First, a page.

From Koblenz to Harrback Lock (near the tiny village of the same name on the River Main) I have travelled with several ships and have a catalogue of memories, met some really nice people and have been treated like one of the family during my stay on board the ships. More to the point I wrote about the experiences and the people on the route, all nicely kept in my travel bag. My bag is now about 1km away from where I am in the motorhome, so I do not have my notes with me. This is the logistical problem I have.
There are only a few moments to get on board a ship, if the captain says yes. They are in the lock and the Banana is outside the lock; once out of the lock they don’t want to stop. So I have to introduce myself, ask for a lift and convince them that although I am a bit crazy, I am not dangerous or mad.
I will write a retrospective up-date when I have my note book and computer in the same place; in a moment I will recount the events of yesterday. Today is Friday the 13th, only three ships have been through the lock so far today (10am). One was a gas carrier, the other a passenger ship, both could not take the Banana. The third was the Green Peace boat called the Beluga 2. I asked them for a lift and told them that the police had given me their number, and I had texted them on the 12th, yesterday.
At first they did not acknowledge they knew about me and were very defensive. I told them exactly what I am about and that I have no axe to grind about their activities either way. They said no to the lift idea at first but as the conversation flowed they softened a little and said that they could not make a decision and would have to refer to HQ. They had my details from the texts I had sent but had not had a look at the website. They would contact their HQ and phone me if there was a good result. I took some pictures which did not come out well. I got the impression they are not welcome everywhere and they also have to be careful what they say and who they say It too. So they will get a mention in the book.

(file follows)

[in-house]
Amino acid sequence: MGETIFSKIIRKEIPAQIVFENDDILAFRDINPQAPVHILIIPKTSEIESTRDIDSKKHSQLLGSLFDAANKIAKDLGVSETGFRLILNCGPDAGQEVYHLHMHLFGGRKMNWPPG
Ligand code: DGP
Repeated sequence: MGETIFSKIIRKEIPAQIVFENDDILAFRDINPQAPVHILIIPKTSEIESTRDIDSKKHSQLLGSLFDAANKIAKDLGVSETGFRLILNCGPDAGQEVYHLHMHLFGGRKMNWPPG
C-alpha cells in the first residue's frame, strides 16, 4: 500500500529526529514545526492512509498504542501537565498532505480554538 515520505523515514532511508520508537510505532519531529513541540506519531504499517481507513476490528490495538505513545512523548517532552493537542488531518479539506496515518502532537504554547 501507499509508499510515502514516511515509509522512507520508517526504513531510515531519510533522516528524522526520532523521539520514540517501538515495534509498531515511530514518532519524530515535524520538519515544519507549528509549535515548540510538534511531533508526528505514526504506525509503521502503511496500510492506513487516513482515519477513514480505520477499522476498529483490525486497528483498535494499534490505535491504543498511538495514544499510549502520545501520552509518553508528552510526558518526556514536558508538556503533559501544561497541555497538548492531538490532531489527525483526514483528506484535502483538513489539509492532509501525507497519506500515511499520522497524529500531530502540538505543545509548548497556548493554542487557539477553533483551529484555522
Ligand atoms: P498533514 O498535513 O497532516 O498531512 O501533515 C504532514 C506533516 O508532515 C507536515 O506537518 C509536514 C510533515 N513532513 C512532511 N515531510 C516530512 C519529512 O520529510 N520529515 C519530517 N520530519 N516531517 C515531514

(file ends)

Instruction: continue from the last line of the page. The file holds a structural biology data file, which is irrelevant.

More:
Day 42 – 12 May 2016
Approaching the lock at Harrback, on the River Main. The captain Tolga radioed in to say he was 30 minutes away and had a banana in tow, which he intended to leave at the lock; where would be best to leave it? The reply was ‘you cannot bring it in the lock. It cannot pass the lock and it cannot be put on any of the land around the lock. Tolga tried to reason with the controller but was told it was not his problem. I thought: it soon will be. I commented that you should never tell officials what you are going to do because they will say no. Always do it, then find out why you cannot do it again.
Tolga said he was worried about me in a no-go situation and offered to take me through the lock. I said that was out of the question. He has a ship number and can be fined, I don’t and unless a policeman is called there is little they can do. I said just leave me below the lock at the end of the jetty where I can put the Banana between the jetty and the river bank, and I will sort things out from there. I said my good bye’s and scrambled up the ladder on the quayside.